Tuesday, December 11, 2012
What Robert Parker selling means for wine
Nobody on the planet has had a bigger influence on the style of so many wines. With Parker selling out and stepping down as editor, what happens now?
These are just guesses, but this is just a blog.
1) Ripe wines will get even more commonplace
Don't confuse Parker's palate with the advance of science. Major advances in viticulture have occurred in the last 25 years that make it possible for growers to fully ripen their grapes in areas where that wasn't assured before. At the same time, global warming is inexorably leading to riper wines in many parts of the world. Plus, ordinary people who don't know who Parker is have become accustomed to the taste of ripeness in wine. Most of them won't want anything else.
However, ripeness is not overripeness. Different issue. Herbaceous Cabernets are not coming back into vogue; black fruit flavors are the future. That's ripeness. But without the Wine Advocate to, er, advocate for them, the future for expensive, syrupy 15.5% alcohol Syrahs could be the BevMo nickel sale.
2) The prices of the very highest-rated wines in the Advocate will soar beyond what we imagine now
The Advocate is moving its base to Singapore to reach the Chinese-language world, where there's a tremendous amount of money to be spent on the "right" wines. The buyers of the Advocate foresee themselves as the authorities on what those "right" wines will be. I don't see any reason to doubt them for the near future. Eventually a Chinese-founded publication may emerge as competition, but for now, Chinese buyers look at wine as a foreign product for which the experts should also be foreign. With the Advocate openly shilling its brand to wealthy Chinese on the mainland and in the diaspora, expect wineries that get 98 points and up to be able to charge stratospheric prices. We might see some Napa Cabs at the $1000 level.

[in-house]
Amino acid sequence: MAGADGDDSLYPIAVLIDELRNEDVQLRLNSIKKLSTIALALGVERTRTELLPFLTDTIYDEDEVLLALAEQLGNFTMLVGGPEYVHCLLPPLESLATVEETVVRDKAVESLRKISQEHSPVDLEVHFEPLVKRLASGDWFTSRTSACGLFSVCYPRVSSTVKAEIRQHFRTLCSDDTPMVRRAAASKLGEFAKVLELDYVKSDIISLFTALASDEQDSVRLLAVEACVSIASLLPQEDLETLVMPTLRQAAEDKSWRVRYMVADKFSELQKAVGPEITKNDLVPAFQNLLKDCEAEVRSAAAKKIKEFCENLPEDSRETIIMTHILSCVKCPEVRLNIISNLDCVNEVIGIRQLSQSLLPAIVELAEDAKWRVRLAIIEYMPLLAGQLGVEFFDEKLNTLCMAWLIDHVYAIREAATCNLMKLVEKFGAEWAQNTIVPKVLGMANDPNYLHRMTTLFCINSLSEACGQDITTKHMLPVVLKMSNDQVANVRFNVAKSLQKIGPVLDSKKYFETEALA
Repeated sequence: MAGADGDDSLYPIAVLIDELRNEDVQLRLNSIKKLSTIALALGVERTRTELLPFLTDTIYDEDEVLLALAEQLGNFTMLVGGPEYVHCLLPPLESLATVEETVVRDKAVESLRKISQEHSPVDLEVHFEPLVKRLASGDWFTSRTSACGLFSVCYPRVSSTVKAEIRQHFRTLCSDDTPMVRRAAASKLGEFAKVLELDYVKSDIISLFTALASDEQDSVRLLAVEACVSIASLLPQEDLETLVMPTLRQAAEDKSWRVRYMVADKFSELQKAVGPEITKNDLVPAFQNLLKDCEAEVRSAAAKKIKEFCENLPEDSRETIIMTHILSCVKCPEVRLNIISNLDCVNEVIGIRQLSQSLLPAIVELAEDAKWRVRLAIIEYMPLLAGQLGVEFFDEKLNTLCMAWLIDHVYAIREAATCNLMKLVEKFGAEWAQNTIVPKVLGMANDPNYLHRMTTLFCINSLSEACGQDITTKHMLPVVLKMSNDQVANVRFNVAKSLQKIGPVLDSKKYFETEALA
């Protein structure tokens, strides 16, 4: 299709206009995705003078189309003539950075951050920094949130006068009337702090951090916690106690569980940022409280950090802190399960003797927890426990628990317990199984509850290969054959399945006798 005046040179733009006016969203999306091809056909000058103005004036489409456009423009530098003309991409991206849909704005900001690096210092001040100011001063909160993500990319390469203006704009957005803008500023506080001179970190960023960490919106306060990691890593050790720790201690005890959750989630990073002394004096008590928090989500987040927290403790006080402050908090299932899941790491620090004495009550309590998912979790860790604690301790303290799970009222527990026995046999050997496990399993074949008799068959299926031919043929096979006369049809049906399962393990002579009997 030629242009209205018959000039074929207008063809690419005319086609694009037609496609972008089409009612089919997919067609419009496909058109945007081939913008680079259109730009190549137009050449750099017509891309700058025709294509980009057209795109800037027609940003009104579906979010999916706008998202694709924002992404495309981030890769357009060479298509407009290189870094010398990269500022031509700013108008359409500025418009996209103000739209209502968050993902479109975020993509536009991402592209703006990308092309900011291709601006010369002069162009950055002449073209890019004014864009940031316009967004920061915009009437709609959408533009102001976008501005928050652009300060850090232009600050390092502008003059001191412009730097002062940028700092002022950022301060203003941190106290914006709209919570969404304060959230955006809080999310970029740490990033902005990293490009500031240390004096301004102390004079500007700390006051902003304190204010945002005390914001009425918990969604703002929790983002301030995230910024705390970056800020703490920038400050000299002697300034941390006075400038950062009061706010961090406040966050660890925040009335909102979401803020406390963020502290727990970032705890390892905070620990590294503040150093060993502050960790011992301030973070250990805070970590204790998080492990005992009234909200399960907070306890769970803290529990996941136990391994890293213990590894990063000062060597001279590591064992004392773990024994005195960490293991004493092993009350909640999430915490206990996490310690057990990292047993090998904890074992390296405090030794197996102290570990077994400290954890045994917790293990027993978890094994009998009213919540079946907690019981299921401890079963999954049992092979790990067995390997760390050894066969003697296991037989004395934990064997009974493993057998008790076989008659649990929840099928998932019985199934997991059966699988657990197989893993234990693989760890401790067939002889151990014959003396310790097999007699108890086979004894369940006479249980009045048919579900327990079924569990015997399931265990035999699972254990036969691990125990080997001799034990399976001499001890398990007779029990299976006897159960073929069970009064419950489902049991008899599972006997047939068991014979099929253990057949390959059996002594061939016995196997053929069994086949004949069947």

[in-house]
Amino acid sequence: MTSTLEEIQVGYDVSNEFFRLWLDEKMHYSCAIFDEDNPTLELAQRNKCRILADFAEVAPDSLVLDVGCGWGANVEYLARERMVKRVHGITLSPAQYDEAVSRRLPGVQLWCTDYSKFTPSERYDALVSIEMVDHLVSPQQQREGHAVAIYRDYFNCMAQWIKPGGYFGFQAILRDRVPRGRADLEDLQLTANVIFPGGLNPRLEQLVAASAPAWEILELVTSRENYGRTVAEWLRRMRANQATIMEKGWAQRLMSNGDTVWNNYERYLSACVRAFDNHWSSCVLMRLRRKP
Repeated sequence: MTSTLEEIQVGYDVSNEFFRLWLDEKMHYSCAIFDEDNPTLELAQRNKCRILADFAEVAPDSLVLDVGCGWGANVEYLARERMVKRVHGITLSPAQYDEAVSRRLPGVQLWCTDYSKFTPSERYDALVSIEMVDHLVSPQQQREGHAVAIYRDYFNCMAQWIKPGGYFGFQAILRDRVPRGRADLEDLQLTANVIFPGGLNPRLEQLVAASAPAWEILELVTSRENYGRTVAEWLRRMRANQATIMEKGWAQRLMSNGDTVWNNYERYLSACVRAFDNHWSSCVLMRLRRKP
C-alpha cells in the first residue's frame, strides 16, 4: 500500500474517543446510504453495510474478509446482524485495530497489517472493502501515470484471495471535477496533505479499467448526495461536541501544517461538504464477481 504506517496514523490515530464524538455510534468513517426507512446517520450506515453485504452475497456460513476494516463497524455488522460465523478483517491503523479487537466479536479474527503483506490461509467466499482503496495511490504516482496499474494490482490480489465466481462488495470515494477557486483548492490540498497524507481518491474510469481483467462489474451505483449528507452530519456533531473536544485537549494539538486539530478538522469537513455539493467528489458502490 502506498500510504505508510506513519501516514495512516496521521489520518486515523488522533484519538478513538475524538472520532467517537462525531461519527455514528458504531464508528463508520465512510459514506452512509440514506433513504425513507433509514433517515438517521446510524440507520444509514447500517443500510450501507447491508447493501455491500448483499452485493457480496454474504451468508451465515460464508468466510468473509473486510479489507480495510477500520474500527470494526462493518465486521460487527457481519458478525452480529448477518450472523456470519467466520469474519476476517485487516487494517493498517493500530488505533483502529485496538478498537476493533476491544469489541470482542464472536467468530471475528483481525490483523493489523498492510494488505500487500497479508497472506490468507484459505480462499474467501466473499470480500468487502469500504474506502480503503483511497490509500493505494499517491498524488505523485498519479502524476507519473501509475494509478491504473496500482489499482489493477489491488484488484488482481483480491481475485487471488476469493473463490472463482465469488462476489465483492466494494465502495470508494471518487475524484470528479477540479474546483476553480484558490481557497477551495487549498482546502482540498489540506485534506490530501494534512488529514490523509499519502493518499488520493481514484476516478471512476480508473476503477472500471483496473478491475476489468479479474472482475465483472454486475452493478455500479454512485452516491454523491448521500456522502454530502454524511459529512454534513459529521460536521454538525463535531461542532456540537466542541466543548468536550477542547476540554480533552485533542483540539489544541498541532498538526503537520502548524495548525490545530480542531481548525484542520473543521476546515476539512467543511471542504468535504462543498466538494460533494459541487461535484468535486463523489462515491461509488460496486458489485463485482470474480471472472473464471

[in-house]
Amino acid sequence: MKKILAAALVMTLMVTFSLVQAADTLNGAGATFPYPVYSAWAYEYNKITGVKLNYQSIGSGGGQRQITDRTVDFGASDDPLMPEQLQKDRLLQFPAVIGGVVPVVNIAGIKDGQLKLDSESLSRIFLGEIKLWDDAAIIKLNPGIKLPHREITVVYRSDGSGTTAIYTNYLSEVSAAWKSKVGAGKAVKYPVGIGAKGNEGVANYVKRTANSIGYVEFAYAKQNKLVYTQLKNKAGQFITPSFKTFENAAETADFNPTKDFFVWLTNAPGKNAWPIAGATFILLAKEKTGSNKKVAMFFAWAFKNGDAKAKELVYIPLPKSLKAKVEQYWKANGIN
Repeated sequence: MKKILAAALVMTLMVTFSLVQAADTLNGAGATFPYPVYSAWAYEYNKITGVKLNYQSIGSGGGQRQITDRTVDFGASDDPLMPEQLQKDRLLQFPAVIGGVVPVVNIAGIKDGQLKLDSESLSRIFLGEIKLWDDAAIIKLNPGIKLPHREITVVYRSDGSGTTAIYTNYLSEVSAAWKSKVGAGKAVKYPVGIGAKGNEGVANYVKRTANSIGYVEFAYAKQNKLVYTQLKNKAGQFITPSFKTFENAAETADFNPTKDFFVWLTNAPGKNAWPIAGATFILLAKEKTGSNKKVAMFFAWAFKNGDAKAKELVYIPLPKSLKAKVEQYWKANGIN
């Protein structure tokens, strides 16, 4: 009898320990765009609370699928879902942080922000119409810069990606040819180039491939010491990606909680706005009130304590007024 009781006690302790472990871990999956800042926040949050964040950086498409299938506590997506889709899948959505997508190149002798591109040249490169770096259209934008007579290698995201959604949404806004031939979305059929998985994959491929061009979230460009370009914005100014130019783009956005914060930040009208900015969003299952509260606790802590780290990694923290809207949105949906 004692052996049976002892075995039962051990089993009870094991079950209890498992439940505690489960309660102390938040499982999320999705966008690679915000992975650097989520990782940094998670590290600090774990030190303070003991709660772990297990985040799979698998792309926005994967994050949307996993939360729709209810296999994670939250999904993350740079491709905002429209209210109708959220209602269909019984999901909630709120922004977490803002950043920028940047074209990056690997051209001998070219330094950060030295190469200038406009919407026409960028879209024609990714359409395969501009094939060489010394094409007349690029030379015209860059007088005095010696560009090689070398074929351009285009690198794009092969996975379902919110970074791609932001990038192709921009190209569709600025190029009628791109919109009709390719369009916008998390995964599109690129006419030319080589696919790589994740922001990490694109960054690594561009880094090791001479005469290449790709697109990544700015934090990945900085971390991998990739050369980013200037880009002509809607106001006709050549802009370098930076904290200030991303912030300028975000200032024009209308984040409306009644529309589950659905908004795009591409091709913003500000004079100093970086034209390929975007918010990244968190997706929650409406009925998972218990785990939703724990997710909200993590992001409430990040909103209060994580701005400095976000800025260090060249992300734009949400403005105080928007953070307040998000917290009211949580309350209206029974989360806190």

3) Wines rated in the low-to-mid 90s will see little change in prices
In Chinese culture, second-best is not the same as the best. People will pay outrageous amounts for the officially sanctioned pinnacle. But have you seen how many 96-point Advocate wines there are already?
4) Napa Valley cult wineries will focus more on China
Up to now, most of the Chinese wealth in wine has gone to Bordeaux. Napa wants a piece of that market, and now they have the great leveler of terroir, the Wine Advocate, to help them.
Other regions will also look to China, but with the possible exception of the Bordelais, nobody is as good at marketing as Napa. They'll master the Chinese market before the Italians agree on how to start trying.
5) Wine Spectator is poised to gain influence in the US
The Advocate always had two major marketing advantages over the Spectator that are now going away: the cult of Parker himself, and the stance of not accepting advertising. Now, while the Advocate's higher scores will continue to be a marketing advantage, there's going to be a patina of distrust in the US for a Chinese-owned ratings publication.